FOI: Recovered stolen assets: ‘We are looking into SERAP’s request’, says Accountant General

* Otunla

The Accountant General of the Federation, Mr. Jonah Ogunniyi Otunla has said that he is looking into the request made under the Freedom of Information Act, 2011 by Socio-Economic Rights and Accountability Project (SERAP), asking for information on “the details of the spending of recovered stolen public assets since the return of civil rule in 1999.”

In the letter addressed to SERAP and dated 11 October 2011, and signed on behalf of the Accountant General by M.S. Diri, Deputy Director (Legal), the Accountant General said: “We write to acknowledge the receipt of your letter dated 26 September 2011 requesting information on the spending of recovered stolen assets.

We wish to inform you that this organization is looking into the nature of your request vis-à-vis the provision of the Freedom of Information 2011 under which your application is made, and other enabling laws, and you will be replied in due course. Please accept the assurances of the Accountant General’s highest esteem.”

In response, SERAP, in a letter dated 14 October 2011 and signed by the organization’s Executive Director Adetokunbo Mumuni said: “We write to acknowledge the receipt of your letter dated 11 October 2011, and to express our appreciation for your response to our request.

Your response suggests your intention to deal with the matter. Although we have finalized the necessary court papers on this matter, we have decided to stay action for the moment in the spirit of the constructive dialogue demonstrated by your timely response.

In the circumstances, we would be grateful to receive from the Accountant General the full information on the spending of recovered stolen assets, by the 1st of November 2011.” “In the meantime, we wish to reiterate the following points of law under the FOI Act.

First, that SERAP is entitled to the information requested, which is in the custody of the Accountant General, by virtue of Section 1 (1) of the FOI Act. Secondly, the FOI Act by Section 4 (a) requires the Accountant General to provide the requested information or communicate notice of denial within 7 days of the receipt of the request.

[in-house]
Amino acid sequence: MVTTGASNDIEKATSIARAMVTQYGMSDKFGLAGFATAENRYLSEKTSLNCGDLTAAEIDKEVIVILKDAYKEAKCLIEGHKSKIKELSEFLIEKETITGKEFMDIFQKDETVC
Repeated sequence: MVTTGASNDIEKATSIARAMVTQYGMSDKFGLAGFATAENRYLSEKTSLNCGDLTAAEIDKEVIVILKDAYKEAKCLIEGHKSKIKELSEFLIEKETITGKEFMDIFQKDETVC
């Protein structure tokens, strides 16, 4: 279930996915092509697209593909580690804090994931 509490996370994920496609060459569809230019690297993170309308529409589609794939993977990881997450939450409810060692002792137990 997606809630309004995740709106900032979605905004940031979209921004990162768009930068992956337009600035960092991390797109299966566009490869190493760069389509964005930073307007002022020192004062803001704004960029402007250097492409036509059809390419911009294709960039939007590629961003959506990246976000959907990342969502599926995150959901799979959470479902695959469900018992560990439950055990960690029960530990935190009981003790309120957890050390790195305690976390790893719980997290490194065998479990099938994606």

We have shown some flexibility on this time limit in the spirit of dialogue and good faith the Accountant General has shown to address our request,” the organization also said.

The organization also said that, “We also reiterate that the information requested by SERAP does not come within the purview of the types of information exempted from disclosure by the provisions of the FOI Act.

And there is no reason under our laws to deny our organization access to the information sought for.” “Sections 1(3) and 2(6) of the FOI Act confer upon an individual, who has a right of access to information under the Act, the right to institute proceedings in a court to compel any public institution to comply with the provisions of the Act when such an institution has failed, refused and or neglected to comply with the provisions of the Act by refusing or declining to give access to a record or information requested for,” the organization added.

It would be recalled that the organization through a letter dated 26 September 2011 said that, “The disclosure of the information requested will give SERAP and the general public a true picture and a clear understanding of how the spending of recovered public stolen funds have impacted on the lives of the ordinary, common, poor and indigent and other disadvantaged Nigerians.”

“The information requested also bothers on an issue of

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national interest, public concern, interest of human rights, social justice, good governance, transparency and accountability,” the organization earlier said.

“We are concerned that the government has not been transparent regarding its spending of recovered stolen public assets, despite strong allegations that some of the recovered funds may have been poorly spent, mismanaged or disappeared,” the organization also said.

Citing the United Nations Office on Drugs and Crimes and House of Representatives reports, the organization said that an estimated $400 billion has been stolen from Nigeria by public officials. It said over N975 billion was recovered between June 2008 and March 2011 alone.

The organization therefore asked the Accountant General for: “detailed information on the total amount of stolen public assets that have so far been recovered by Nigeria; the amount that has been spent from the recovered stolen public assets and the objects of such spending, and details of projects on which recovered stolen public assets were spent.”

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